"Under the Bridge"
is a song by the American alternative rock band Red Hot Chili Peppers , released on March 10, 1992 as the second single from the group's fifth studio album Blood Sugar Sex Magik. Vocalist Anthony Kiedis wrote the lyrics to express a feeling of loneliness and despondency and to reflect on narcotics and their impact on his life. Kiedis initially did not feel "Under the Bridge" would fit into the Chili Peppers' repertoire and was reluctant to show it to his band mates until producer Rick Rubin implored him to do so. The rest of the band was receptive to the lyrics and wrote the music.
The song became a critical and commercial success, peaking at number two on the Billboard Hot 100 and later certified platinum by the Recording Industry Association of America. The single's success was widened with the release of its accompanying video, which was frequently played on music television channels. It won the "Viewer's Choice Award" and "Breakthrough Video" at the 1992 MTV Video Music Awards.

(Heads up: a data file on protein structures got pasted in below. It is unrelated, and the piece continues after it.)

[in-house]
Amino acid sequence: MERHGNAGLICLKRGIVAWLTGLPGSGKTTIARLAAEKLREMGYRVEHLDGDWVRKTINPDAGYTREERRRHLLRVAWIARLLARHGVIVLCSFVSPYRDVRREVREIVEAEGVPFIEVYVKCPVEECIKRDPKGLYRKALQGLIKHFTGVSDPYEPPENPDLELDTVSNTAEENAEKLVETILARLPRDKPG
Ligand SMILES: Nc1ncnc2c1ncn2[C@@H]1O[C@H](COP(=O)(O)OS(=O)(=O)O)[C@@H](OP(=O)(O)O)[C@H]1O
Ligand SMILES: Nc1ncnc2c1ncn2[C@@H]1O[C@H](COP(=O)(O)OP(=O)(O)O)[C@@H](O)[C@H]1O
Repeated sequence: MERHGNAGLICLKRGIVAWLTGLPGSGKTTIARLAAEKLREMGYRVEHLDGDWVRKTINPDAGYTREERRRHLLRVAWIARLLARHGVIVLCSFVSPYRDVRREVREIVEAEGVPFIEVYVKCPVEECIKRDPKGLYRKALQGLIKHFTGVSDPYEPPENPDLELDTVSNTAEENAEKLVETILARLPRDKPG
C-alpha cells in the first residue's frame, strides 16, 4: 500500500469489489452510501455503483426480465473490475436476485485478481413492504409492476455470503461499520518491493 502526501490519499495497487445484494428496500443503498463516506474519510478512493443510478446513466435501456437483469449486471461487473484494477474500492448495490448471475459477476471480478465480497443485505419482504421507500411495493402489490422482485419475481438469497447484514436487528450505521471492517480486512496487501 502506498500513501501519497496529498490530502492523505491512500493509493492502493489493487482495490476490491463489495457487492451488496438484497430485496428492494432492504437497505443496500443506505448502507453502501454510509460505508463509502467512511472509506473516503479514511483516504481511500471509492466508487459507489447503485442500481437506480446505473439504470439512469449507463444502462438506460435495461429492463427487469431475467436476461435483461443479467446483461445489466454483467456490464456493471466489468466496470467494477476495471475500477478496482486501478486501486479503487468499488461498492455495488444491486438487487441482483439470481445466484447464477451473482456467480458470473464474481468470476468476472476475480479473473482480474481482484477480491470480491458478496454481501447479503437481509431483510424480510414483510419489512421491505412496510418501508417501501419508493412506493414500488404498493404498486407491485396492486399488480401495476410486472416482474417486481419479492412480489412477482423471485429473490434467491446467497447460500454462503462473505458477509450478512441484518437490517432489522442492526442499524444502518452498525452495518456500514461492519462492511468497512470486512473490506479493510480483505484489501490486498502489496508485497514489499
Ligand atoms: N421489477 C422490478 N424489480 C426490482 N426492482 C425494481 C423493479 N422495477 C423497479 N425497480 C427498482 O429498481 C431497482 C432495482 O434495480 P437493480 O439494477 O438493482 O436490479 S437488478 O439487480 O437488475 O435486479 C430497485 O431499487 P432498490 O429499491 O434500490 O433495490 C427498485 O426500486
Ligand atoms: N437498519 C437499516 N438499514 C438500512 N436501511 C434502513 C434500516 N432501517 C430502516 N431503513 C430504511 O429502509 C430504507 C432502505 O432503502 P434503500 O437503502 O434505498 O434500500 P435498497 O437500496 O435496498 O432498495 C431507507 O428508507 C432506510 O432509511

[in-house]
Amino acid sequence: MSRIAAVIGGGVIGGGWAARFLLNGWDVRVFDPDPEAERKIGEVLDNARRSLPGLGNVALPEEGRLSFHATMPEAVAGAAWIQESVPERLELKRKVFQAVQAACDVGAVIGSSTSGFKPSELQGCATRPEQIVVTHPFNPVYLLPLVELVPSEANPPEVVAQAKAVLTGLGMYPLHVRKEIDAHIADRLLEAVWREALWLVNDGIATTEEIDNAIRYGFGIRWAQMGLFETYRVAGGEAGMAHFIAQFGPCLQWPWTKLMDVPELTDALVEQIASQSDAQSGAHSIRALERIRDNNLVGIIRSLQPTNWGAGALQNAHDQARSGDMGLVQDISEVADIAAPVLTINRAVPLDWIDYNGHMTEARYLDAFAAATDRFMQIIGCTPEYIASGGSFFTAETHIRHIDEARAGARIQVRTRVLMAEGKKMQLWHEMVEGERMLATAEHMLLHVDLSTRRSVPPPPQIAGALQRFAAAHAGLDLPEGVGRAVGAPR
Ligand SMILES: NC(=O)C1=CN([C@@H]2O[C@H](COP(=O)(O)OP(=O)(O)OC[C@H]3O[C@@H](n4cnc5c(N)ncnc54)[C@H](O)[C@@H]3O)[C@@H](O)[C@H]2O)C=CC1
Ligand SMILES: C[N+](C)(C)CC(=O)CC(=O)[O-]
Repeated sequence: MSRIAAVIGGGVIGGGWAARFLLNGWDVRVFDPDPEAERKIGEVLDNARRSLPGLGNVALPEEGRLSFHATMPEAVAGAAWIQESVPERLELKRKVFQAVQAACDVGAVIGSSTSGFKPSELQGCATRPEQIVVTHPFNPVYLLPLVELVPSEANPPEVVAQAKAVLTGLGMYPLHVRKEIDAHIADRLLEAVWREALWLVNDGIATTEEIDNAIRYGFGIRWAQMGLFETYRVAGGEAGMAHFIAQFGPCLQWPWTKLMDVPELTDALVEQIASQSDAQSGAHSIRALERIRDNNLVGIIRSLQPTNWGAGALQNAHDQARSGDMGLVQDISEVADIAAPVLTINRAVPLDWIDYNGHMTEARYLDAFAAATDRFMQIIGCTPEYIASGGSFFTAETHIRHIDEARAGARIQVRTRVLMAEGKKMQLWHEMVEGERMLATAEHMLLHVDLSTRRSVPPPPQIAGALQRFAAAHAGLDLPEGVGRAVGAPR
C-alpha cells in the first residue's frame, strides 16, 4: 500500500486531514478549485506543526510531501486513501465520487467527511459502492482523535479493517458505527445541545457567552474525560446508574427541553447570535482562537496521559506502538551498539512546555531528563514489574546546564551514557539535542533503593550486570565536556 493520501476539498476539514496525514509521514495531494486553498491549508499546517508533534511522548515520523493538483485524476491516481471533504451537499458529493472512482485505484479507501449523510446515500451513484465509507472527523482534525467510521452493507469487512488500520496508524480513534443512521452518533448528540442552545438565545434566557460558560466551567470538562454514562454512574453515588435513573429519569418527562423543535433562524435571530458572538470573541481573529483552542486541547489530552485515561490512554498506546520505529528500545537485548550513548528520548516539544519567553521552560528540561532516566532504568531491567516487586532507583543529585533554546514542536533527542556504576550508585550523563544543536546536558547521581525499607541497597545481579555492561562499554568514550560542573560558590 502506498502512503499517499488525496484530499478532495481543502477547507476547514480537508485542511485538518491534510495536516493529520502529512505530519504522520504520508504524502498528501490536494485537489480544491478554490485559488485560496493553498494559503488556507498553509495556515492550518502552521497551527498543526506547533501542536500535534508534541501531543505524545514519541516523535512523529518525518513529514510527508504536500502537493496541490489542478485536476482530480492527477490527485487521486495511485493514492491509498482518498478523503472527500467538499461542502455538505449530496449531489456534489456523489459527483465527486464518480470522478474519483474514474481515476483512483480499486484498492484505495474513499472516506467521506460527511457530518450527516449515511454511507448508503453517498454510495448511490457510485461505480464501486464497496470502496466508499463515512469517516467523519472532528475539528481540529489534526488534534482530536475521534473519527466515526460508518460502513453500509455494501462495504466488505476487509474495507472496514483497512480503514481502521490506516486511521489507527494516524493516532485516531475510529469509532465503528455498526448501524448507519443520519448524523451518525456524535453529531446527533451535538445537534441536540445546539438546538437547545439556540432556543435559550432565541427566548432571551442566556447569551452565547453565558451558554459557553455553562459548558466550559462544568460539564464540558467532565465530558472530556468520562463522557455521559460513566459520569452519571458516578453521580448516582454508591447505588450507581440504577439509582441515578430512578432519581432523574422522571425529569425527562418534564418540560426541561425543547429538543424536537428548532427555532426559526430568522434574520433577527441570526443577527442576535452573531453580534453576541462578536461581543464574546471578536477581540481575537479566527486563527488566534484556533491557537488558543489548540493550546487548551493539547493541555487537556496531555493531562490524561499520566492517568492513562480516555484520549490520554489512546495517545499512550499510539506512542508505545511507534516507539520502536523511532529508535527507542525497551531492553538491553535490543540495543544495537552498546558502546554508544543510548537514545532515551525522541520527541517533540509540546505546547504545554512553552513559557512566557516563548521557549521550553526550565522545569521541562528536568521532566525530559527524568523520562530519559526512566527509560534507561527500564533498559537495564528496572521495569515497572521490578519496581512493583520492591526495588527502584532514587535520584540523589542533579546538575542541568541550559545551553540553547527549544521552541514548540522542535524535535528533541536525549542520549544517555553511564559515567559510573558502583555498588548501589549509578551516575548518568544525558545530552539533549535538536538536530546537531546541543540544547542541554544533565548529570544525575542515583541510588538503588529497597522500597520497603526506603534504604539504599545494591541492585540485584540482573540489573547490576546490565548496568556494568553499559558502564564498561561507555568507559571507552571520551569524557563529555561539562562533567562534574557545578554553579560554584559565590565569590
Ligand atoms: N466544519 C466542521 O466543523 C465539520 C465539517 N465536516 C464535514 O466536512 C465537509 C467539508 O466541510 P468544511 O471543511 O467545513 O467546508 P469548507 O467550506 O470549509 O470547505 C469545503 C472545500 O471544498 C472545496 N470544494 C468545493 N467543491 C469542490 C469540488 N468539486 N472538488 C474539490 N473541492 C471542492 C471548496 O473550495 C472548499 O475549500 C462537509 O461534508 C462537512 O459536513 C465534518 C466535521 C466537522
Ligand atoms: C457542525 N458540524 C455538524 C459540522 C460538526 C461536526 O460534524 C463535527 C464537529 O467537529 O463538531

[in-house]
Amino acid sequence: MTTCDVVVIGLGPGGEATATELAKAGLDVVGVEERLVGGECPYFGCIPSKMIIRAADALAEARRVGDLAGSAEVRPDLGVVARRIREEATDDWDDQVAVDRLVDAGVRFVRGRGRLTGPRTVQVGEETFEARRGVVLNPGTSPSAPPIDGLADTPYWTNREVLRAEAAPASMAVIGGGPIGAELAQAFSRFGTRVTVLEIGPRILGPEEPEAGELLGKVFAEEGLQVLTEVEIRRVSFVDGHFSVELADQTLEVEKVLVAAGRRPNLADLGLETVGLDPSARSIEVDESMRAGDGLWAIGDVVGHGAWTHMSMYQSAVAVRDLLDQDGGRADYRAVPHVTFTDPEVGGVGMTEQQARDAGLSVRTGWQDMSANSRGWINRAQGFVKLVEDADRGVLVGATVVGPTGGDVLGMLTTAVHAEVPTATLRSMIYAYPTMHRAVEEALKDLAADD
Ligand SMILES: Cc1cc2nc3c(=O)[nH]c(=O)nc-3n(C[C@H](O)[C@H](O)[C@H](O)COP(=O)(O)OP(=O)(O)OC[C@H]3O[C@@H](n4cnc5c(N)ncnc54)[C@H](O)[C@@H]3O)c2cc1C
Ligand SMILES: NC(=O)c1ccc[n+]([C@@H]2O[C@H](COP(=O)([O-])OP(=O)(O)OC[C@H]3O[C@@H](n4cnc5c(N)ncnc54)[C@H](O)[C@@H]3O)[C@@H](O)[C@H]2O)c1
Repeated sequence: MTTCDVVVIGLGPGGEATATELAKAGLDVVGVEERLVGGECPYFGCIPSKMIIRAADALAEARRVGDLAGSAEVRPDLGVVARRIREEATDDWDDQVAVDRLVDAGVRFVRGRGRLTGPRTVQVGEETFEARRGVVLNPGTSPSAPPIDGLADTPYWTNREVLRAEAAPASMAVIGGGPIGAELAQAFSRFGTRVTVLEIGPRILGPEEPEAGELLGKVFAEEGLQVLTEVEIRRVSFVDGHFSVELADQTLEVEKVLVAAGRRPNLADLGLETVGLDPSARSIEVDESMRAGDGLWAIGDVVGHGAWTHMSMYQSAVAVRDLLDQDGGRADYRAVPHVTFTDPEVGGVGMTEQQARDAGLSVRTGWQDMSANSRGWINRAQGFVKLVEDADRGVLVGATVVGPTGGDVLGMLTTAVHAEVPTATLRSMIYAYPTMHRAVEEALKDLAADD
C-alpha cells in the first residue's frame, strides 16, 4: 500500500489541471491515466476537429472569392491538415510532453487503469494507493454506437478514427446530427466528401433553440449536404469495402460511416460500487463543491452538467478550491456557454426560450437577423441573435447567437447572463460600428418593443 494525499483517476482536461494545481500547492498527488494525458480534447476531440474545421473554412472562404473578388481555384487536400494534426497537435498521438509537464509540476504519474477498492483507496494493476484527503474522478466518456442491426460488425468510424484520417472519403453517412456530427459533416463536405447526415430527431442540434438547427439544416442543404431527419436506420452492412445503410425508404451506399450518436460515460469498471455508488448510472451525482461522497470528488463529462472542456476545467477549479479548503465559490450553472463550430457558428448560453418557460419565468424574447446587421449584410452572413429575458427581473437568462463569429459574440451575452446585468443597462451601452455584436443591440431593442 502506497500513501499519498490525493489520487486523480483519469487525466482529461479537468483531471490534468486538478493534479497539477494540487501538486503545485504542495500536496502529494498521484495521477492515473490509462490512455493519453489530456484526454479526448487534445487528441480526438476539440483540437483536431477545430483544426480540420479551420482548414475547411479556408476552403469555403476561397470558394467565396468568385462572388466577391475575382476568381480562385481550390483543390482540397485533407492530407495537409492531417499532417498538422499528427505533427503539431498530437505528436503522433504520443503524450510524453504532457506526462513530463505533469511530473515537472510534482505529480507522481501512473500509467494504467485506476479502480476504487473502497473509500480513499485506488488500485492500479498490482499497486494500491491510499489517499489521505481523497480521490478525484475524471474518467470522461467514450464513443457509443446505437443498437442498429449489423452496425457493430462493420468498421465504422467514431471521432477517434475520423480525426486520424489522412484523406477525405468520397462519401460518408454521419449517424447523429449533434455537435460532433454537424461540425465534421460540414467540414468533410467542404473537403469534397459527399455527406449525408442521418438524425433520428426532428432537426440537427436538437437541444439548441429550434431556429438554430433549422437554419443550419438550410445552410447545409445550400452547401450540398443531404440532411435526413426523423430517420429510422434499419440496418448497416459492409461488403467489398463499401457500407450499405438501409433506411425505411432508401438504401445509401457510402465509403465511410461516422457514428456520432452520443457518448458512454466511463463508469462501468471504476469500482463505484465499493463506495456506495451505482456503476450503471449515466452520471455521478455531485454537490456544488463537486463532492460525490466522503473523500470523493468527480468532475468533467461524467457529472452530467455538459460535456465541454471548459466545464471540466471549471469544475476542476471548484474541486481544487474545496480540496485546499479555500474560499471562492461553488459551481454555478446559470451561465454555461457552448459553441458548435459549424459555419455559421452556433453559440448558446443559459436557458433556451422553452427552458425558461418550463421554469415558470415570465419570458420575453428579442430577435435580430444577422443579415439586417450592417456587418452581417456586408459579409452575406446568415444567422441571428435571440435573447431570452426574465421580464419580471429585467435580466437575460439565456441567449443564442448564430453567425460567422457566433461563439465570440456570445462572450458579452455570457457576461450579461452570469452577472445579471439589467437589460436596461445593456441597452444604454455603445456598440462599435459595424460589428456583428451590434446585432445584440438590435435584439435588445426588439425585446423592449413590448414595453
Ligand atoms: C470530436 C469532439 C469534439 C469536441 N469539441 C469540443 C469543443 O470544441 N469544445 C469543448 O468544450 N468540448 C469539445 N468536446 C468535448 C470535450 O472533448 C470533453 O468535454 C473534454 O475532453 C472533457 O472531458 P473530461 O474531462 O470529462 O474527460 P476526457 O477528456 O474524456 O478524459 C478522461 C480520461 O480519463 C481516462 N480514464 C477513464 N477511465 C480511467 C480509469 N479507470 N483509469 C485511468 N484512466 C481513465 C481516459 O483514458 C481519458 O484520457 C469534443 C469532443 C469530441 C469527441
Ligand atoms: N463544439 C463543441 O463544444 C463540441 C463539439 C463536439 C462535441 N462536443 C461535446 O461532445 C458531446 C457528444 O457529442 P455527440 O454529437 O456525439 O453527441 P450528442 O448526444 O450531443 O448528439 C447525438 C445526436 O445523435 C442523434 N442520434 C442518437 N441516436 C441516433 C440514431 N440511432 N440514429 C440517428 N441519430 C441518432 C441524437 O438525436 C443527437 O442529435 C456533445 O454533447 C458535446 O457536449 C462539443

"Under the Bridge" allowed the Red Hot Chili Peppers to enter the mainstream. David Fricke of Rolling Stone said the song "unexpectedly drop-kicked the band into the Top 10", while Philip Booth of The Tampa Tribune commented that it was a "pretty, undulating, [and] by-now omnipresent single." Its success led in part to the departure of guitarist John Frusciante, who preferred the band to remain underground. The song has become an inspiration to other artists, and remains a seminal component of the alternative rock movement of the early- and mid-1990s.
The music video for "Under the Bridge" was directed by Gus Van Sant, who photographed the band during their stay at The Mansion and provided the art direction for Blood Sugar Sex Magik.
Single by Red Hot Chili Peppers
from the album Blood Sugar Sex Magik
"Search and Destroy"
"Soul to Squeeze"
"Fela's Cock" (1994 re-issue)
ReleasedMarch 10, 1992
FormatCD, cassette, 7", 12"
RecordedApril–June 1991 at The Mansion in Los Angeles, California
Writer(s)Anthony Kiedis, John Frusciante, Flea, Chad Smith